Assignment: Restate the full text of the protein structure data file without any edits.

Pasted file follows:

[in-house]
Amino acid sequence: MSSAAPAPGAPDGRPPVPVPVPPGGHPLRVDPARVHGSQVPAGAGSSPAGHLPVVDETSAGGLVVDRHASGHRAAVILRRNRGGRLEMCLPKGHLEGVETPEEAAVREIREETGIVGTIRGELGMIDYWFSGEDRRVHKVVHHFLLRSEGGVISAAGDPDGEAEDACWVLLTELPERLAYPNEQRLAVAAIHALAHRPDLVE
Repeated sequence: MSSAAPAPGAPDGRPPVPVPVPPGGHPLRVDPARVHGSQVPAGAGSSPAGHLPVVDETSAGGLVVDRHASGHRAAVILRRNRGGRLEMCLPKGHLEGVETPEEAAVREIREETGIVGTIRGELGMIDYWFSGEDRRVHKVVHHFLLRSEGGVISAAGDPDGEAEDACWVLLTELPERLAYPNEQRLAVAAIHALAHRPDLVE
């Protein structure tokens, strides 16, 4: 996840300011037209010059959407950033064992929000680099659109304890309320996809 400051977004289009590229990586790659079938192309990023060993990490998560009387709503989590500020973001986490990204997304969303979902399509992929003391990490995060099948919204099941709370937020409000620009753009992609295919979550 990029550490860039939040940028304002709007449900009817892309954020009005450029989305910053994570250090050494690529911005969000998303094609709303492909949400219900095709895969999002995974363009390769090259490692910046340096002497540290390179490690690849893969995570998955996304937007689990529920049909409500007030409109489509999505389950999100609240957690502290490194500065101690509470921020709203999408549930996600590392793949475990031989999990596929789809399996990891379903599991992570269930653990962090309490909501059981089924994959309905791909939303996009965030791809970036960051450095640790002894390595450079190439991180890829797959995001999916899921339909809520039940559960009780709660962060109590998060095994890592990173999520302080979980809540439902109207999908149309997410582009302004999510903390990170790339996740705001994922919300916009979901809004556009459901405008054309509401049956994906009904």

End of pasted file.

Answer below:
[in-house]
Amino acid sequence: MSSAAPAPGAPDGRPPVPVPVPPGGHPLRVDPARVHGSQVPAGAGSSPAGHLPVVDETSAGGLVVDRHASGHRAAVILRRNRGGRLEMCLPKGHLEGVETPEEAAVREIREETGIVGTIRGELGMIDYWFSGEDRRVHKVVHHFLLRSEGGVISAAGDPDGEAEDACWVLLTELPERLAYPNEQRLAVAAIHALAHRPDLVE
Repeated sequence: MSSAAPAPGAPDGRPPVPVPVPPGGHPLRVDPARVHGSQVPAGAGSSPAGHLPVVDETSAGGLVVDRHASGHRAAVILRRNRGGRLEMCLPKGHLEGVETPEEAAVREIREETGIVGTIRGELGMIDYWFSGEDRRVHKVVHHFLLRSEGGVISAAGDPDGEAEDACWVLLTELPERLAYPNEQRLAVAAIHALAHRPDLVE
């Protein structure tokens, strides 16, 4: 996840300011037209010059959407950033064992929000680099659109304890309320996809 400051977004289009590229990586790659079938192309990023060993990490998560009387709503989590500020973001986490990204997304969303979902399509992929003391990490995060099948919204099941709370937020409000620009753009992609295919979550 990029550490860039939040940028304002709007449900009817892309954020009005450029989305910053994570250090050494690529911005969000998303094609709303492909949400219900095709895969999002995974363009390769090259490692910046340096002497540290390179490690690849893969995570998955996304937007689990529920049909409500007030409109489509999505389950999100609240957690502290490194500065101690509470921020709203999408549930996600590392793949475990031989999990596929789809399996990891379903599991992570269930653990962090309490909501059981089924994959309905791909939303996009965030791809970036960051450095640790002894390595450079190439991180890829797959995001999916899921339909809520039940559960009780709660962060109590998060095994890592990173999520302080979980809540439902109207999908149309997410582009302004999510903390990170790339996740705001994922919300916009979901809004556009459901405008054309509401049956994906009904």